One of Broadway’s most persistent rumors was finally confirmed on Monday: Lea Michele will play Fanny Brice in the Funny Girl revival starting Sept. 6, the show announced on social media. But Michele’s imminent arrival also arrives amid the pushed-up departure of the revival’s original Fanny Brice, the circumstances around Michele’s journey to getting the role, and resurfaced reminders about her alleged conduct on other projects.
“A dream come true is an understatement,” Michele said in an Instagram post. “I’m so incredibly honored to join this amazing cast and production and return to the stage playing Fanny Brice on Broadway. See you September 6th.”
However, the announcement—which also revealed that Tovah Feldshuh would take over as Mrs. Brice from Jane Lynch—didn’t come without bouts of controversy. We already knew that Beanie Feldstein (the show’s original Fanny Brice) and Lynch were planning to bow out at the end of September. But on Sunday night, the Funny Girl’s Twitter teased “exciting casting announcements” just as Feldstein released a statement pushing up her Funny Girl departure by nearly two months; the statement reportedly left the production “blindsided.”
Feldstein pointed to “the production taking the show in a different direction” as the reason for her new departure date; her final show will now be on July 31; Julie Benko, a standby for Fanny Brice, will take over the role in-between Feldstein’s exit and Michele’s entrance.
“Playing Fanny Brice on Broadway has been a lifelong dream of mine, and doing so for the last few months has been a great joy and honor,” Feldstein wrote. “Once the production decided to take the show in a different direction, I made the extremely difficult decision to step away sooner than anticipated.”
Although Feldstein didn’t elaborate on what that direction was, Theater Twitter’s mind instantly turned to the person whose name has been linked to the Funny Girl revival long before she was officially part of it: Lea Michele.
Funny Girl and the role of Fanny Brice have long been linked to Michele. On Glee, her character, Rachel Berry, performed “Don’t Rain on My Parade” in season 1, and the character later starred in a Broadway revival of Funny Girl. She would perform Funny Girl’s showstopper at the 64th Tony Awards, and as far back as 2017, Michele said she’d be interested in doing Funny Girl. When Feldstein’s casting was announced, Michele’s name started trending, something that, at the time, confused Feldstein.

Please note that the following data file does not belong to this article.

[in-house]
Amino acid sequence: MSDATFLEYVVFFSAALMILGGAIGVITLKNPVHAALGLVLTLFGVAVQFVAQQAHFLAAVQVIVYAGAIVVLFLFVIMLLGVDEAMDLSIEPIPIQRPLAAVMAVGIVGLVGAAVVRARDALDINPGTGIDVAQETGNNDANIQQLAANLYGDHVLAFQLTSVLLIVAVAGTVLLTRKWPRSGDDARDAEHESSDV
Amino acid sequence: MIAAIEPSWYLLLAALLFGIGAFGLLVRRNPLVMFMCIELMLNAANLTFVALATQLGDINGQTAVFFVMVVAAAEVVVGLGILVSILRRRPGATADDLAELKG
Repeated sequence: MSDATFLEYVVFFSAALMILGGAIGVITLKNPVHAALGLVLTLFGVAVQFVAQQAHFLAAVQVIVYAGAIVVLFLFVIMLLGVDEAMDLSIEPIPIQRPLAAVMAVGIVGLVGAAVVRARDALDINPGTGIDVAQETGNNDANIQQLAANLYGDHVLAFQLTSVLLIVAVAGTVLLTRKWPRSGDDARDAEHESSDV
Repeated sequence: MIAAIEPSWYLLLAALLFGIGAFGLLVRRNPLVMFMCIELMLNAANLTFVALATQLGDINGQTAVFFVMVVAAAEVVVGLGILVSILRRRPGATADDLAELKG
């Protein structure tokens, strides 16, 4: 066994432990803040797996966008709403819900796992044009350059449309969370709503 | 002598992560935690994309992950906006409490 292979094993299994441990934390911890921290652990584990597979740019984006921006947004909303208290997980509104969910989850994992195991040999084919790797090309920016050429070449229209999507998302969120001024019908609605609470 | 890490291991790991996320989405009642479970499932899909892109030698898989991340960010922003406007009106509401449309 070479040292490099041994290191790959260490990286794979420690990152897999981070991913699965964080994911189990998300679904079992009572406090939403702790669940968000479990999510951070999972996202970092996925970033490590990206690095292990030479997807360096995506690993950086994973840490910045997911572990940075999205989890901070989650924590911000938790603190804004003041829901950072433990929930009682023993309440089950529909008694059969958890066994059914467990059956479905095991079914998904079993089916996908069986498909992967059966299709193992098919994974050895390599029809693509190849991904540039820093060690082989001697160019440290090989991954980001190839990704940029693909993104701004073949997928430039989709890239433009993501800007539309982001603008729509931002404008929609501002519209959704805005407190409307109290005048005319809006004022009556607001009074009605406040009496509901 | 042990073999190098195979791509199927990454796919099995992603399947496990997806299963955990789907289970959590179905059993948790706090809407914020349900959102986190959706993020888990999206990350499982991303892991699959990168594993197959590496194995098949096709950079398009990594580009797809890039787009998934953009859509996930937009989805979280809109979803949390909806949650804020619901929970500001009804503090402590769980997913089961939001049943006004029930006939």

But between Feldstein’s cryptic statement and the seemingly imminent arrival of Michele’s casting, people’s imaginations went wild imagining what behind-the-scenes drama led to these events occurring (and how we might revisit it in decades to come).
People also used the casting to bring back the longstanding (but not very serious) conspiracy theory that Michele can’t read (which she debunked in 2018).
With Michele’s Glee co-star Lynch in the original cast, people couldn’t help but imagine the possibility of Rachel Berry and Sue Sylvester colliding on stage—or even not. (Lynch’s final performance is now on Sept. 4, so that potential Glee reunion won’t happen.)
But not everybody was on board with the casting. Many took to highlighting previous reports of Michele’s behavior on the stage and on the Glee set, which included instances of bullying and accusations of racism from many of her former co-stars. Some also thought that Feldstein, whose performance as Fanny Brice received mixed reviews, was treated unfairly.
“Lea Michele is proof that if you don’t change or learn even a single thing when faced with your reprehensible behavior, all of your wildest dreams can come true!!” Cody Wimmer tweeted. “Stay the course!!”
But even that aspect ended up being meme fodder.
Michele and Feldshuh’s first performance will take place on Sept. 6.